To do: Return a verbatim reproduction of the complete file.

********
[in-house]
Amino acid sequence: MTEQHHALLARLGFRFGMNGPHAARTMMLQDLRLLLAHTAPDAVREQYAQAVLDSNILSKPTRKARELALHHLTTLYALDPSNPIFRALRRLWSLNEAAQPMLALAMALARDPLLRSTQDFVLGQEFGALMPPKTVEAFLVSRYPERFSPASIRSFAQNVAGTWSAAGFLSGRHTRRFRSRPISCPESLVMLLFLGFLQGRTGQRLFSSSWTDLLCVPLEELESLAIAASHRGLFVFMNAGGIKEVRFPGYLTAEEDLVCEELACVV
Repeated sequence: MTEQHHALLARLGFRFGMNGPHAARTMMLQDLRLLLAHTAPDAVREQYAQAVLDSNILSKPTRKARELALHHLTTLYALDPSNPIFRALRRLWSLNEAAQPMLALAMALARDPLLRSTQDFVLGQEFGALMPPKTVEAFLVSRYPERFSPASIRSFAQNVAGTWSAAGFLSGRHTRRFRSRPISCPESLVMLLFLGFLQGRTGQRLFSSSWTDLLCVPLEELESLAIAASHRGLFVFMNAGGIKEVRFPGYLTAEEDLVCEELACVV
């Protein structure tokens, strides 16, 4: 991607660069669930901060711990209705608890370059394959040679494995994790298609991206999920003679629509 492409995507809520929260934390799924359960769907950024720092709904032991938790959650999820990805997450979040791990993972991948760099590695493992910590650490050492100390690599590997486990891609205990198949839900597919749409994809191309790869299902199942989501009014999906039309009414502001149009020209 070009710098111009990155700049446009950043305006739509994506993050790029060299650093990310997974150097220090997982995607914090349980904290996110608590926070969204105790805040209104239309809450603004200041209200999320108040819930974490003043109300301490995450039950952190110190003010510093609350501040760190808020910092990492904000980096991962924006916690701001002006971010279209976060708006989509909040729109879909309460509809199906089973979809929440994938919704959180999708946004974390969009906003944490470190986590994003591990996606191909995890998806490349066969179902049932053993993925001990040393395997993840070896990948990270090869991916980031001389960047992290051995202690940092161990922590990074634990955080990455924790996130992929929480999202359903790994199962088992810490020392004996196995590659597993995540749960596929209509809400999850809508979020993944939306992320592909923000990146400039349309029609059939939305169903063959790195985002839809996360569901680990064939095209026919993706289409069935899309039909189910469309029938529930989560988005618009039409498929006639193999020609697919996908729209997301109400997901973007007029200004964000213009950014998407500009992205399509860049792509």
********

[in-house]
Amino acid sequence: MTEQHHALLARLGFRFGMNGPHAARTMMLQDLRLLLAHTAPDAVREQYAQAVLDSNILSKPTRKARELALHHLTTLYALDPSNPIFRALRRLWSLNEAAQPMLALAMALARDPLLRSTQDFVLGQEFGALMPPKTVEAFLVSRYPERFSPASIRSFAQNVAGTWSAAGFLSGRHTRRFRSRPISCPESLVMLLFLGFLQGRTGQRLFSSSWTDLLCVPLEELESLAIAASHRGLFVFMNAGGIKEVRFPGYLTAEEDLVCEELACVV
Repeated sequence: MTEQHHALLARLGFRFGMNGPHAARTMMLQDLRLLLAHTAPDAVREQYAQAVLDSNILSKPTRKARELALHHLTTLYALDPSNPIFRALRRLWSLNEAAQPMLALAMALARDPLLRSTQDFVLGQEFGALMPPKTVEAFLVSRYPERFSPASIRSFAQNVAGTWSAAGFLSGRHTRRFRSRPISCPESLVMLLFLGFLQGRTGQRLFSSSWTDLLCVPLEELESLAIAASHRGLFVFMNAGGIKEVRFPGYLTAEEDLVCEELACVV
């Protein structure tokens, strides 16, 4: 991607660069669930901060711990209705608890370059394959040679494995994790298609991206999920003679629509 492409995507809520929260934390799924359960769907950024720092709904032991938790959650999820990805997450979040791990993972991948760099590695493992910590650490050492100390690599590997486990891609205990198949839900597919749409994809191309790869299902199942989501009014999906039309009414502001149009020209 070009710098111009990155700049446009950043305006739509994506993050790029060299650093990310997974150097220090997982995607914090349980904290996110608590926070969204105790805040209104239309809450603004200041209200999320108040819930974490003043109300301490995450039950952190110190003010510093609350501040760190808020910092990492904000980096991962924006916690701001002006971010279209976060708006989509909040729109879909309460509809199906089973979809929440994938919704959180999708946004974390969009906003944490470190986590994003591990996606191909995890998806490349066969179902049932053993993925001990040393395997993840070896990948990270090869991916980031001389960047992290051995202690940092161990922590990074634990955080990455924790996130992929929480999202359903790994199962088992810490020392004996196995590659597993995540749960596929209509809400999850809508979020993944939306992320592909923000990146400039349309029609059939939305169903063959790195985002839809996360569901680990064939095209026919993706289409069935899309039909189910469309029938529930989560988005618009039409498929006639193999020609697919996908729209997301109400997901973007007029200004964000213009950014998407500009992205399509860049792509």